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The Dancer Defects: The Struggle for Cultural Supremacy during the Cold War.

The Dancer Defects: The Struggle for Cultural Supremacy during the Cold War. By David Caute. (Oxford: Oxford University Press, 2003. Pp. xiv, 788. $39.95.)

The Dancer Defects is a fine, panoramic history of the cultural Cold War. The author has many wise and interesting things to say about culture in general and the Cold War in particular.

David Caute returns to one of his previous themes, arguing that cultural struggle was more than an epiphenomenon of political conflict. For him, the Cold War was nothing less than a battle for the soul of the Enlightenment. The cultural Cold War is seen through this central framing device, as a secular struggle between two sides that were playing to similar rules--although seeking quite different outcomes. Thus "culture" is defined as the "high culture" of the European elite. Cinema is a marginally new element, but is seen through the prism of the art house and the auteur rather than through the mass market. The only original American contribution to the mix is jazz. Jazz's mature, Europeanized form, appealing to the cognoscenti, appears more important than its popular roots. Caute provides an enlightened history of the late Enlightenment.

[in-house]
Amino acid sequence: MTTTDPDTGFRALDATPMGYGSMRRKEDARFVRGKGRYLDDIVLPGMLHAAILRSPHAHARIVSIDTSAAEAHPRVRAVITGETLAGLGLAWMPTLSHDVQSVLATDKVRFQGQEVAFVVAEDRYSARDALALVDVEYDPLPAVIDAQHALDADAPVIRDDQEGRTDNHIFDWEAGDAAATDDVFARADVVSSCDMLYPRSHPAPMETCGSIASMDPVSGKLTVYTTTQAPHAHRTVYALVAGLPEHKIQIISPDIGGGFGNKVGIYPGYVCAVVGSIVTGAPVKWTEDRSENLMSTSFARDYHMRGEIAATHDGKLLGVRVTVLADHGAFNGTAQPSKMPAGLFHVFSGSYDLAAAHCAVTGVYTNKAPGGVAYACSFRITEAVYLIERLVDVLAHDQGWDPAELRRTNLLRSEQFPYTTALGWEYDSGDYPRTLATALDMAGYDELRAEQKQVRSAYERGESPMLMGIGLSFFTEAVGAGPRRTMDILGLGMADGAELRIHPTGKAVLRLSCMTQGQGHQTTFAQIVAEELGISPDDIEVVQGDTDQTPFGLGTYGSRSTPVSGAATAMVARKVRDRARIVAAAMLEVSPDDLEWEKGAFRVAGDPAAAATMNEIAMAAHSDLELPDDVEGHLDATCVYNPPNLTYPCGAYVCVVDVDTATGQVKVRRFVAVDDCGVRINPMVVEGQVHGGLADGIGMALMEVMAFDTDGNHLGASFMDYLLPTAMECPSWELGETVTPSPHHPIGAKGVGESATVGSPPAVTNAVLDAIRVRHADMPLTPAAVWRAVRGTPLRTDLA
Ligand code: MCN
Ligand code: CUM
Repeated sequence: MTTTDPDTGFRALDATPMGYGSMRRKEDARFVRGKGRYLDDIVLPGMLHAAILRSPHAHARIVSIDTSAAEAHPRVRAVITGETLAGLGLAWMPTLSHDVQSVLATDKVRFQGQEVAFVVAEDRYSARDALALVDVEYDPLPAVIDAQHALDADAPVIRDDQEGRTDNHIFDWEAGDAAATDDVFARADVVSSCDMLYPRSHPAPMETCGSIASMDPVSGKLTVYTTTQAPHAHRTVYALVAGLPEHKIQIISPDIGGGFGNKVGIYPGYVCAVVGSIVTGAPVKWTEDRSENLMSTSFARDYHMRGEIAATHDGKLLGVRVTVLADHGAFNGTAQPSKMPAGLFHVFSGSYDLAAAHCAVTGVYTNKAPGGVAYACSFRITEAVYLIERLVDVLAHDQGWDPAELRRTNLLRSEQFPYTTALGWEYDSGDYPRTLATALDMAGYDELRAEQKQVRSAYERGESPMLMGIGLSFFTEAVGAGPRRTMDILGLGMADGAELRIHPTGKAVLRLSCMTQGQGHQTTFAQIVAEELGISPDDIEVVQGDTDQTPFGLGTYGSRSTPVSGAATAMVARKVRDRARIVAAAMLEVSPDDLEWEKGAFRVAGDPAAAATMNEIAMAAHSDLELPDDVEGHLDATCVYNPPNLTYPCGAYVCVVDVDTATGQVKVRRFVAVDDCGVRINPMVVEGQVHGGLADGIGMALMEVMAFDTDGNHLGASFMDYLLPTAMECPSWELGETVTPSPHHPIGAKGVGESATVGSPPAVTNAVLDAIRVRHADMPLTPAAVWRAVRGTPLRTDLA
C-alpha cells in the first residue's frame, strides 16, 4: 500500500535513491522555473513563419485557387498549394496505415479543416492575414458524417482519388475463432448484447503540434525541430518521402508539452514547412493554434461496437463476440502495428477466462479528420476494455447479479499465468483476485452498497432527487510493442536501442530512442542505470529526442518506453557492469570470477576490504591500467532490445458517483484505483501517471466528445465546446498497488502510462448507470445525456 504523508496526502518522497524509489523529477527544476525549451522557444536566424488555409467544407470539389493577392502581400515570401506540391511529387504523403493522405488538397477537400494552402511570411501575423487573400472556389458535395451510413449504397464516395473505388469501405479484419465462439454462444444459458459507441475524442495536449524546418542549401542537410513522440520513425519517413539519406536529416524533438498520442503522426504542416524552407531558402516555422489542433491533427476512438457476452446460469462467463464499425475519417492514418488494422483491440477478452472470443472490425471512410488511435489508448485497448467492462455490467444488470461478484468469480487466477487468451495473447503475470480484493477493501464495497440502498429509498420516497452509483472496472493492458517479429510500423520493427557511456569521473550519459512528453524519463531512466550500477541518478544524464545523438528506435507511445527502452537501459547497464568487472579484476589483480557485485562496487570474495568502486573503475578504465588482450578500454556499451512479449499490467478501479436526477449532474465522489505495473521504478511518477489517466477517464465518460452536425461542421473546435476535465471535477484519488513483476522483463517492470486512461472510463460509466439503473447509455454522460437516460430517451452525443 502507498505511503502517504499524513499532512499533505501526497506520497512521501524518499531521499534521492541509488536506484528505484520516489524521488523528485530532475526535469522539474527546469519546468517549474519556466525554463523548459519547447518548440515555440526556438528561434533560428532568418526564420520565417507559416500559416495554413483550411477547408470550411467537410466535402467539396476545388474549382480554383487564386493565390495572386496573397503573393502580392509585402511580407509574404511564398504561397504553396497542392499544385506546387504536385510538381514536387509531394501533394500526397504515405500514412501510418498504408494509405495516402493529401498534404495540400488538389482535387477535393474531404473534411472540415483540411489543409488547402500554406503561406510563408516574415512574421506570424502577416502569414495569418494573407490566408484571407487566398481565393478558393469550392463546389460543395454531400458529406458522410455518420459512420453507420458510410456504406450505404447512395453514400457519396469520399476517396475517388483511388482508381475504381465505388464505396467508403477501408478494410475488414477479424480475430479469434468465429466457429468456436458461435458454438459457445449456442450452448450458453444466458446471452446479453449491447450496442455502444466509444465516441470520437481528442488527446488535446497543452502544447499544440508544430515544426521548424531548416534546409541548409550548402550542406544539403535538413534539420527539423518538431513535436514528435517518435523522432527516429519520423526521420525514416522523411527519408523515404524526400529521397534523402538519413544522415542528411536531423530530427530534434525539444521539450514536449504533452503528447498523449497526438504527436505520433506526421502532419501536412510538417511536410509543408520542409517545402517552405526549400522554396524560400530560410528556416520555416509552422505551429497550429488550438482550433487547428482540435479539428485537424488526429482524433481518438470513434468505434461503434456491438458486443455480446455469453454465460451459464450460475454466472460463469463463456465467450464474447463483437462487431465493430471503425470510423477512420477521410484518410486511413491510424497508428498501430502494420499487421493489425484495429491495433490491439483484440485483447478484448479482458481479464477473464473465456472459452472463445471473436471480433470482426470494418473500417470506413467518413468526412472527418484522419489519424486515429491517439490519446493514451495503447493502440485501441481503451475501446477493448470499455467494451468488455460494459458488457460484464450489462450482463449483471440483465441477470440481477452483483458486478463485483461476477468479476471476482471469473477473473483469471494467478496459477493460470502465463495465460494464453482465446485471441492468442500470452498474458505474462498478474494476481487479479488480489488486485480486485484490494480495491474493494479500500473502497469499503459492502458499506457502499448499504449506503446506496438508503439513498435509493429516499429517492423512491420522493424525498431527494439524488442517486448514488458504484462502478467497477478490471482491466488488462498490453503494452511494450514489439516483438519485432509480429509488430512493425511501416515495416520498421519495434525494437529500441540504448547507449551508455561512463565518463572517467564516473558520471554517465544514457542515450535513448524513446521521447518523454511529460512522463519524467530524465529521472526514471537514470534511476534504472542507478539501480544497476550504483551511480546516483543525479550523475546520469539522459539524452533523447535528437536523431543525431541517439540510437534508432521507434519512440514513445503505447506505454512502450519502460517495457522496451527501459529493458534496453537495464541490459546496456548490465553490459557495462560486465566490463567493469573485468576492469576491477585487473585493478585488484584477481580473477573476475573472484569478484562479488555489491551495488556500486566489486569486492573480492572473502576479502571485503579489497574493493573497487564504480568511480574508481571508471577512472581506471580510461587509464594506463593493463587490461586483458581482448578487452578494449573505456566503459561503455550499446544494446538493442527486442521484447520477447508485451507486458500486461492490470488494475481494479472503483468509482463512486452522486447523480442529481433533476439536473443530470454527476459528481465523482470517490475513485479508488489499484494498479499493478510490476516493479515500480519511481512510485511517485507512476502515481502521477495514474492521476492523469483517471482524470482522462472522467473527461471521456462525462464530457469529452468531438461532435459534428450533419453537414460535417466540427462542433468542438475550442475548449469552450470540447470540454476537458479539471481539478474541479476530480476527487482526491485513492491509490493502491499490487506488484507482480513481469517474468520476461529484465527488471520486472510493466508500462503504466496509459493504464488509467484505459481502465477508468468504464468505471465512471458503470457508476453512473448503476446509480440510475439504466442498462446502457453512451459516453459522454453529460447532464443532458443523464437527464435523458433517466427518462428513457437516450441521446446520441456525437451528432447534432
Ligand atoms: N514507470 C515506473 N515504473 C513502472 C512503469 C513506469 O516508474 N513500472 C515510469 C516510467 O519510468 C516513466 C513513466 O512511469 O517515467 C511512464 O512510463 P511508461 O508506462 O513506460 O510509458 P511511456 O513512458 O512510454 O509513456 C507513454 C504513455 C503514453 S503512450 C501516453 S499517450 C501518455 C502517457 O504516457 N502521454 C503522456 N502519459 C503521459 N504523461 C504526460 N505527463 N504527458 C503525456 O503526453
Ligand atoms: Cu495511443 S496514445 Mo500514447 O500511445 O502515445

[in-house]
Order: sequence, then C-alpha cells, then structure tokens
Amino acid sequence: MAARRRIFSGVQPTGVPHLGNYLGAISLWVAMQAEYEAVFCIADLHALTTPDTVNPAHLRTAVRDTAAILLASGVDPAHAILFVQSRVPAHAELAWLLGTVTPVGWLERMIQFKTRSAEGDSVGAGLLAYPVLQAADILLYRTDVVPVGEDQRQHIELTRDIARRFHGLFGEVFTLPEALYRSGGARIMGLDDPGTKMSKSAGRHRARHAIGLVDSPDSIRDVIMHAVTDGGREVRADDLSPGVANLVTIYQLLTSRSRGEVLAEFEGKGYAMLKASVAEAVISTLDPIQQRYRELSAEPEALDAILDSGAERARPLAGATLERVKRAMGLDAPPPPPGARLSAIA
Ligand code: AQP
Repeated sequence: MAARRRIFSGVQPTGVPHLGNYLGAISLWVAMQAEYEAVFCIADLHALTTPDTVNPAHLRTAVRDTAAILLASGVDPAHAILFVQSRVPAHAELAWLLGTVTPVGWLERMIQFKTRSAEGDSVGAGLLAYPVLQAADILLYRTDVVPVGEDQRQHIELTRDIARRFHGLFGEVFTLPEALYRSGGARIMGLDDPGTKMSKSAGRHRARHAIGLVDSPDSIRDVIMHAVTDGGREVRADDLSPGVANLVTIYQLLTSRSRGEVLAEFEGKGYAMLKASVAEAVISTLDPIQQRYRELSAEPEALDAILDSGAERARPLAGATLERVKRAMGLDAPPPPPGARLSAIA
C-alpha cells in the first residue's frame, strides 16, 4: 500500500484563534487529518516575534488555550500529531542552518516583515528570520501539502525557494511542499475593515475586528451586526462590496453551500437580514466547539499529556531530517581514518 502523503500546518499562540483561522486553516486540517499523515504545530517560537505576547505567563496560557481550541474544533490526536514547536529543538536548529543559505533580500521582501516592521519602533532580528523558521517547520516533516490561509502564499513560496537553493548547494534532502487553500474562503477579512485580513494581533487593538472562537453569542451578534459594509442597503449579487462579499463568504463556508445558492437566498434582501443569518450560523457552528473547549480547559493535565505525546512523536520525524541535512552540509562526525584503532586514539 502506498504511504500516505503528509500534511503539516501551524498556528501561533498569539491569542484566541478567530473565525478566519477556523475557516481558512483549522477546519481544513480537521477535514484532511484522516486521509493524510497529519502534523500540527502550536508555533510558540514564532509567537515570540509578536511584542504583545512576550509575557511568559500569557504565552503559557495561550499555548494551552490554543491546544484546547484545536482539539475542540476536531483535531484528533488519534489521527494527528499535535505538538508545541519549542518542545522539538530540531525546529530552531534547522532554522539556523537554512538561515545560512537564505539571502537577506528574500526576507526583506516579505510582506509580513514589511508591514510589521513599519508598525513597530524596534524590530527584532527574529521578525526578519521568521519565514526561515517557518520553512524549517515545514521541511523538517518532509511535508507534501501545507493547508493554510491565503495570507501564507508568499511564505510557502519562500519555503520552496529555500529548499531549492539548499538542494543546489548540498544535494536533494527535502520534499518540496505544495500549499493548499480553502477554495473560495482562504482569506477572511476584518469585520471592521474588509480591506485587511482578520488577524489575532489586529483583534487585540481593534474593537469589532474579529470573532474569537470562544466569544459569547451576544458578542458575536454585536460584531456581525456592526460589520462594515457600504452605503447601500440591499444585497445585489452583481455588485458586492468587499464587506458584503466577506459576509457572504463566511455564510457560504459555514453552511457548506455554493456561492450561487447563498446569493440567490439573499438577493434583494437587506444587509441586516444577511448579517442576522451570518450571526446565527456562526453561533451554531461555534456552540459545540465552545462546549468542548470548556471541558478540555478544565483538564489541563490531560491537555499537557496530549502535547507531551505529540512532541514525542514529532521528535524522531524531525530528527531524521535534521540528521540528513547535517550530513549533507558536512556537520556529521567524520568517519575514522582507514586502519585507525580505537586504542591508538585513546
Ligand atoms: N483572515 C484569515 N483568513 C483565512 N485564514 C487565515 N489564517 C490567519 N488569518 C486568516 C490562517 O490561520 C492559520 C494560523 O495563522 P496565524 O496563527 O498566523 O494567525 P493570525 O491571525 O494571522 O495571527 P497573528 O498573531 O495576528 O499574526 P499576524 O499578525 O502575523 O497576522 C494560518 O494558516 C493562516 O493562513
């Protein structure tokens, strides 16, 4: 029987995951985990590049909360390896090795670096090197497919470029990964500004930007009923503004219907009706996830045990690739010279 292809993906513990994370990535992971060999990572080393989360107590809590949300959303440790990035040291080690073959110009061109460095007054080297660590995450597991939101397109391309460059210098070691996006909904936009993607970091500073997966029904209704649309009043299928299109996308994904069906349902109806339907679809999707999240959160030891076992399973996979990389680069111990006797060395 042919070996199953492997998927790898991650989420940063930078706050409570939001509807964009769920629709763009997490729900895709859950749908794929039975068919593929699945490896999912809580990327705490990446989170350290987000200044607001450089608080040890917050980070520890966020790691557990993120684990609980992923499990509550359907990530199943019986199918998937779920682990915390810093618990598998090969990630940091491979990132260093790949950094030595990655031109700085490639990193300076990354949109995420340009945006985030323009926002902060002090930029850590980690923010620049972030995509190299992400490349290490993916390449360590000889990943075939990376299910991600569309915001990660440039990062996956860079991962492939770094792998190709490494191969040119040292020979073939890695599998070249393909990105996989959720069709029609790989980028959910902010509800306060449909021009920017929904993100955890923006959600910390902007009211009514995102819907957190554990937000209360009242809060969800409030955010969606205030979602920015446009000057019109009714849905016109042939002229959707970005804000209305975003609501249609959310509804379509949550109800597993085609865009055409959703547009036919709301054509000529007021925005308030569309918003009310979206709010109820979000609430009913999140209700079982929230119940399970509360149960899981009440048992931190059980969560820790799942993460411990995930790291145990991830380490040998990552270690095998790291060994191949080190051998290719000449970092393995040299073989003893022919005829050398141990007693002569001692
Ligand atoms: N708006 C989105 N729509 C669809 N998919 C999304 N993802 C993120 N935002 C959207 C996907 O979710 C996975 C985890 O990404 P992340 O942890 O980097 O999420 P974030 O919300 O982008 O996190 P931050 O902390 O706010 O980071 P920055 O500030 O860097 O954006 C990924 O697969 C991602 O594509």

The Enlightenment defines the ground Caute's work covers. The energy of Caute's book is derived from a different source. The Dancer Defects can be read as a prolonged attack on what the author sees as conspiracy-minded leftist historians. He objects to attempts to rewrite cultural history as the product of a "hidden hand" that can be traced back to the Western intelligence services. Caute argues that secret agency had little role to play in Western culture. That culture was so vibrant and self-energized that outsiders could only fiddle at the edges; each page of this long book is powered by a desire to prove this contention. Caute makes a powerful case for the autonomy of Western culture. He attempts to make a similar case for Soviet culture; its genuine virtues meant that, "with good reason the Soviet public enjoyed a cultural superiority complex" (11). His efforts to prove the autonomy of that culture are, however, much less convincing than his argument for the West. Party and state could hardly take a peripheral role in the Soviet system.

Caute's interest in the autonomy of culture enables him to land some well-judged blows on conspiracy theorists. It leads him also to question the value of research in government archives for the pursuit of cultural history. He wishes to establish that only public acts have real cultural value. This is a very "All Souls College" view of history--archives can tell one what Mozart had for breakfast, not why he was a genius. The toil of examining archives can thus be avoided with little loss to the historical endeavor. Unfortunately, Caute's chosen source materials are open to the same objection; warmed-over concert and exhibition reviews can be a peculiarly desiccated medium through which to view culture.

Simon Ball

University of Glasgow

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Author:Ball, Simon
Publication:The Historian
Article Type:Book review
Date:Sep 22, 2005
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